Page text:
After setting up a massive 500,000 square foot data center in Maiden, North Carolina, it appears that Apple’s isn’t quite finished with its data center push.
OregonLive reported this weekend that Apple is exploring the possibility of opening up a new data center in Prineville, Oregon and that it already has an option to purchase 160 acres of land in the area. Apple has until the end of the month to exercise the option before it expires.
The report notes that Oregon is becoming an increasingly attractive destination for companies looking to open up data centers on account of its mild climate, low power costs, and more importantly, attractive tax breaks. Incidentally, tax considerations were at the heart of Apple’s decision to open up its mammoth data center in North Carolina. As a quick reminder, Apple’s data center in North Carolina checks in at over 500,000 square feet. By way of comparison, even the largest data centers operated by the likes of Google and Microsoft only measure in at 200,000-300,000 square feet.
Before Apple makes a final determination, it’s awaiting word as to whether or not the center in Prineville will be able to supply the proposed data center with enough electricity.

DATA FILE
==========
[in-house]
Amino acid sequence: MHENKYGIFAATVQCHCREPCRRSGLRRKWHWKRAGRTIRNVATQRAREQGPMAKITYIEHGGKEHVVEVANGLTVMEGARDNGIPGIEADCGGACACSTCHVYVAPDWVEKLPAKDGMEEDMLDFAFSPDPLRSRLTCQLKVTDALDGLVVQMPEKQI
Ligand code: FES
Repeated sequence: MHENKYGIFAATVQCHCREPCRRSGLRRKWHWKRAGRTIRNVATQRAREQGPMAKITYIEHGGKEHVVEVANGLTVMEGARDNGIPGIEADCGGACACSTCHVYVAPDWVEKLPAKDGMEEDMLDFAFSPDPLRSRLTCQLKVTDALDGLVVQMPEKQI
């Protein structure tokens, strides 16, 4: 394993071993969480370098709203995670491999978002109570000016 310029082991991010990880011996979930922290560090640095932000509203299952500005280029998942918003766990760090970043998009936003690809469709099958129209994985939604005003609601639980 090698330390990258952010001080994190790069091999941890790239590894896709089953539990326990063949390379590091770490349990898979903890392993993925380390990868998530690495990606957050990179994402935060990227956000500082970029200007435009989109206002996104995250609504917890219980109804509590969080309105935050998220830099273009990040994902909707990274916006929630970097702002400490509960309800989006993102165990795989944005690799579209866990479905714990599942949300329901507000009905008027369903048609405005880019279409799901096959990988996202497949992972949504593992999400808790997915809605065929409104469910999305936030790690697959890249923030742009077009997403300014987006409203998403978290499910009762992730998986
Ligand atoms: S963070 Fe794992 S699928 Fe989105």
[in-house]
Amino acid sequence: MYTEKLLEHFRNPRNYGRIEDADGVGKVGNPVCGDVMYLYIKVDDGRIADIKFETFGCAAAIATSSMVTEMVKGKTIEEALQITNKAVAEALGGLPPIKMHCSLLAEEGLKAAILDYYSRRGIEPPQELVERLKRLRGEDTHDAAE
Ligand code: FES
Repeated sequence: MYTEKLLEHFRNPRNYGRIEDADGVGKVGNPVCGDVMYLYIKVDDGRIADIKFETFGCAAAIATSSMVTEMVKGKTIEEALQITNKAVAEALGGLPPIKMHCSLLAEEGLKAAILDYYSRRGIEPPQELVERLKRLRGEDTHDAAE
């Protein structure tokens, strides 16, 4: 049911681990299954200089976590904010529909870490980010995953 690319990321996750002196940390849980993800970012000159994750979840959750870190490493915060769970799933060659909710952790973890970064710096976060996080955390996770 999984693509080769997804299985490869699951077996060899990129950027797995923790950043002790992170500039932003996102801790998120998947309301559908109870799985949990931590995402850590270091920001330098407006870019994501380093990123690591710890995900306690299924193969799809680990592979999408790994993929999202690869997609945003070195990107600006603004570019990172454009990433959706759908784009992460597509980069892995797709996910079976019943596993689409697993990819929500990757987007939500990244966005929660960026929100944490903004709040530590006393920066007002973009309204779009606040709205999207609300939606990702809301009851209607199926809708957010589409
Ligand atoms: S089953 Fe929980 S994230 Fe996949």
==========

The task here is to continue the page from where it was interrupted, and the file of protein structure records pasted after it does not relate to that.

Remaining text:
Apple is expanding its data center capacity to support its iTunes music downloads and its new iCloud service, which stores customers’ photos, songs, videos and documents online. The company opened a $1 billion facility in North Carolina.
Data center growth in North Carolina is moving parallel to activity in Oregon; Google has a data center there, and Facebook is now building a data center in North Carolina modeled on its first facility in Prineville.
This past June at WWDC, you might remember that Steve Jobs gave us a brief glimpse into Apple’s North Carolina Data Center, and in reference to cloud computing, emphatically stated, “We’re serious about this.”